“My father was a wandering Aramean.”  The Jewish community must be on the side of the refugees because it is our moral, legal and historical mitzvah to fulfill.  We all know the story of the St. Louis, the doomed ship carrying over 900 German Jewish refugees fleeing Nazi Germany in May of 1939.  It was a time of strict immigration quotas, a time when many Americans viewed Jewish refugees with suspicion, potential foreign agents capable of attacking the American way of life; most did not want to welcome in Jewish refugees.    The combination of security and economic concerns, veiled and unveiled bigotry, all served to curb the immigration numbers precisely at the moment when they needed to be loosened up.    The infamous Evian Conference, where 32 nations convened to discuss the plight of world Jewry, euphemistically dubbed the “refugee problem.”  The delegates met for nine days, the declarations of sympathy intermingled with excuses as to why the strangling quotas must remain.   As the Australian delegate stated, “We don’t have a racial problem and we don’t want to import one.”  No country save the Dominican Republic offered to receive more Jews.  Even Palestine, which due to the British White paper of 1939, was effectively shut off from immigration.  As David Ben Gurion would rail in the years to come “What have you done to us, you freedom-loving peoples, guardians of justice, defenders of the high principles of democracy and the brotherhood of man?  Why do you profane our pain and empty wrath with empty expressions of sympathy which ring like a mockery in the ears of millions of the damned in the torture houses of Nazi Europe?!”  Then it was the Jews, now the Syrians.  The weight of Jewish history demands that we not sit idly by.

There are many reasons why the American Jewish community should come out forcefully on behalf of the refugees.  We should do so because we are not only Jews, but we are Americans – a nation of immigrants, the wretched refuse of the world.  To turn our backs on refugees contradicts our political DNA, our standing order for all those huddled masses yearning to breathe free.  We should do so because to refuse the refugees will serve to validate the actions of our enemies, no different than the refusals of the Evian delegates to provide refuge only served to bolster Hitler’s murderous intentions in that he saw a world uncaring to the Jews.  We should accept the refugees because, while nothing is foolproof, it is actually really, really to achieve refugee status in the States. As Jonathan Greenblatt, the new head of the ADL recently wrote, there already exists a high vetting process for any person seeking to be a refugee, a combination of background checks, fingerprints, photographs, and interviews – far more rigorous than being here on a student visa.  We should welcome refugees because to do so shows the world that it is not either/or but both/and – that we can hold multiple narratives at one and the same time.  We can take the fight to ISIS and be compassionate at home.  We can offer assistance to those suffering in a war torn region and protect those fleeing that very region. To repackage the words of Ben Gurion: We must fight ISIS as if there is no refugee crisis and we must welcome the refugees as if there is no ISIS.  Finally, American-Jewry should advocate for the refugees because to do so is to perform moral jujitsu on the world at large.  A few weeks ago, it was a feeling like no other to volunteer, yarmulke in plain sight, at a Syrian refugee center in Berlin.  What a yummy feeling it was to watch those present try to figure out why a Jew would help Arab refugees.  Jews should be a forceful voice on the refugees because to do so is a sanctification of God’s name, to do so shames those enemies of Israel who sit idly by as their Arab brethren suffer, and because to do so, might just prompt the world to work together to address the greatest humanitarian crisis of our time.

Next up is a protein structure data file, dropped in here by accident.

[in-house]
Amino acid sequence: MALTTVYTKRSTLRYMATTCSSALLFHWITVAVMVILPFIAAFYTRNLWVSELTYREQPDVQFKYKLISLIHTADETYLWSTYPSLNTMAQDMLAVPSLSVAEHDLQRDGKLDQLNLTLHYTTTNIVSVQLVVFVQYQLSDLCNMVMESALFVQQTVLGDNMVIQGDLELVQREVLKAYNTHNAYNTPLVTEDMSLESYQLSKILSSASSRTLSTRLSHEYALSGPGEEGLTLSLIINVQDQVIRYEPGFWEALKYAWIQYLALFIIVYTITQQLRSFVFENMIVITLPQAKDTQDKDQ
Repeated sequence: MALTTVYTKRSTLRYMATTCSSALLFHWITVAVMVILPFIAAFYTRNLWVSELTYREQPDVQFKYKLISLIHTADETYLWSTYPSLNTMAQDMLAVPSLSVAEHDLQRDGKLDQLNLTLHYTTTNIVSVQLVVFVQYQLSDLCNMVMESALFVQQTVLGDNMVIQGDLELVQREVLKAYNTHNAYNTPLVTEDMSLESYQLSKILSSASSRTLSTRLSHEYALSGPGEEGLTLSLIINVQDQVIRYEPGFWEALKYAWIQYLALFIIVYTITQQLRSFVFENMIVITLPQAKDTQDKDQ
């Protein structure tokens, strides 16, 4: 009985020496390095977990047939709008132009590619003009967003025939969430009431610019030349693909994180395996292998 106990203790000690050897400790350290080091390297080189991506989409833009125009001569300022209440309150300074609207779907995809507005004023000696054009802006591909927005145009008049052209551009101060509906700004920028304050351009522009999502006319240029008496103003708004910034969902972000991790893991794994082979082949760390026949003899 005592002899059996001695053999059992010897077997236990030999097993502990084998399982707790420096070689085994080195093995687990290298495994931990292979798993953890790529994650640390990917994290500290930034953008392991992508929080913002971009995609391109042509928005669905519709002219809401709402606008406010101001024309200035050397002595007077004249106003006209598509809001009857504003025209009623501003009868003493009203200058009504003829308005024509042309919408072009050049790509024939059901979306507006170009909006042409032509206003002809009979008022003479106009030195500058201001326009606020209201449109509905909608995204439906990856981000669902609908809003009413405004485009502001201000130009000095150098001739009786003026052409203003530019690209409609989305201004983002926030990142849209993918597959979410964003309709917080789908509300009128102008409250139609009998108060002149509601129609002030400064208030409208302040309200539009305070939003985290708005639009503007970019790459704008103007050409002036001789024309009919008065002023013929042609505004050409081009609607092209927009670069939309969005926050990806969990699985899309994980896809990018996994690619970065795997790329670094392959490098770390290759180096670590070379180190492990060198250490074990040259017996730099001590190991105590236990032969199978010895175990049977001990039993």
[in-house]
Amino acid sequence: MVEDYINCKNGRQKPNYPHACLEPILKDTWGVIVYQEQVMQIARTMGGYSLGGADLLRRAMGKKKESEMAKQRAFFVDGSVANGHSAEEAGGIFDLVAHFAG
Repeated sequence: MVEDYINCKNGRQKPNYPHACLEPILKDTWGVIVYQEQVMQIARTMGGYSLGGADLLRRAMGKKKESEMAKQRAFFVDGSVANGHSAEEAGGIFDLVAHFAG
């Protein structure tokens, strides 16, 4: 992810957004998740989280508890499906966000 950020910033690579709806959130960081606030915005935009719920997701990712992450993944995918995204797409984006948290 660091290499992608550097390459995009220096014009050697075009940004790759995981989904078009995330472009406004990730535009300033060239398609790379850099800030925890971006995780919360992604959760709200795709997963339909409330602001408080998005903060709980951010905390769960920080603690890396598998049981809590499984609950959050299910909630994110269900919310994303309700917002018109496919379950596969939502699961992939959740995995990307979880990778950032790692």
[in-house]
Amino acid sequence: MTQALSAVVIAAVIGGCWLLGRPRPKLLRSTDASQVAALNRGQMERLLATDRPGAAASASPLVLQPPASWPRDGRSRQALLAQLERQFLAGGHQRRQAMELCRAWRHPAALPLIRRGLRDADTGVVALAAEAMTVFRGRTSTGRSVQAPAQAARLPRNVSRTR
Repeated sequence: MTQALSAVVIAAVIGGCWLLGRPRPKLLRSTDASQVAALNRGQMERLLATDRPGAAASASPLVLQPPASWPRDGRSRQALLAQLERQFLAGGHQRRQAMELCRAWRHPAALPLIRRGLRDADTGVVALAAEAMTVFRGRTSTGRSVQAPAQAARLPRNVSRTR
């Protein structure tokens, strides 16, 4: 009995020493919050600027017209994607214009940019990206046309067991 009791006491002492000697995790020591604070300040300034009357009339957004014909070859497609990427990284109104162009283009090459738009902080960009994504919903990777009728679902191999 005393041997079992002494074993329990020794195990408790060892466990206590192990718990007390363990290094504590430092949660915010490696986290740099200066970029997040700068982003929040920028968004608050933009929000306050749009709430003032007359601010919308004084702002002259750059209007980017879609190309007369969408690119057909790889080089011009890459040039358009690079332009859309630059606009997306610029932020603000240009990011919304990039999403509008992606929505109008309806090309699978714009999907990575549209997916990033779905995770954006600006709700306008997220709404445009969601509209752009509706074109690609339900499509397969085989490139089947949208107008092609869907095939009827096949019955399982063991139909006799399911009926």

There are many reasons why American-Jewry should come out forcefully on behalf of the refugees.  Perhaps most simply, we should do so because we should always strive to be on the right side of history, and I for one am hard pressed to think of a time when the judgment of history has looked kindly on the decision of a country to refuse refugees.   Are there reasons not to accept refugees?    Undoubtedly there are.  But as Jews, as American Jews, there is nothing wrong, in fact there is everything right with taking a principled stand – popular or not, and then taking action together as a community.

Born in Poland, leader of the militant Irgun, and founder of the Likud Party, nobody would ever characterize Israel’s sixth Prime Minister, Menachem Begin, as a bleeding heart liberal.  Which is why it is all the more remarkable that his very first act as prime minister in 1977 was offering asylum and resettlement to Vietnamese boat people.  When asked by President Carter what prompted him to do so, Begin explained, “We never have forgotten the boat with 900 Jews [the St. Louis], having left Germany in the last weeks before the Second World War…traveling from harbor to harbor, from country to country, crying out for refuge.  They were refused…Therefore it was natural…to give those people a haven…”

“My father was a wandering Aramean.”  To be a Jew is to remember our own wanderings and apply those lessons to our present.  To be a Jew is to know that our parochial loyalties not only do not stand in conflict with our responsibilities to our common humanity, but actually serve to inform those obligations.  To be an American-Jew is to stand heir to the two greatest immigrant traditions on record.  May we live up to the mission of our dual heritage, respond to the cry of Syrian refugees and heed the call of this desperate hour.

Rabbi Elliot Cosgrove is spiritual leader of the Park Avenue Synagogue.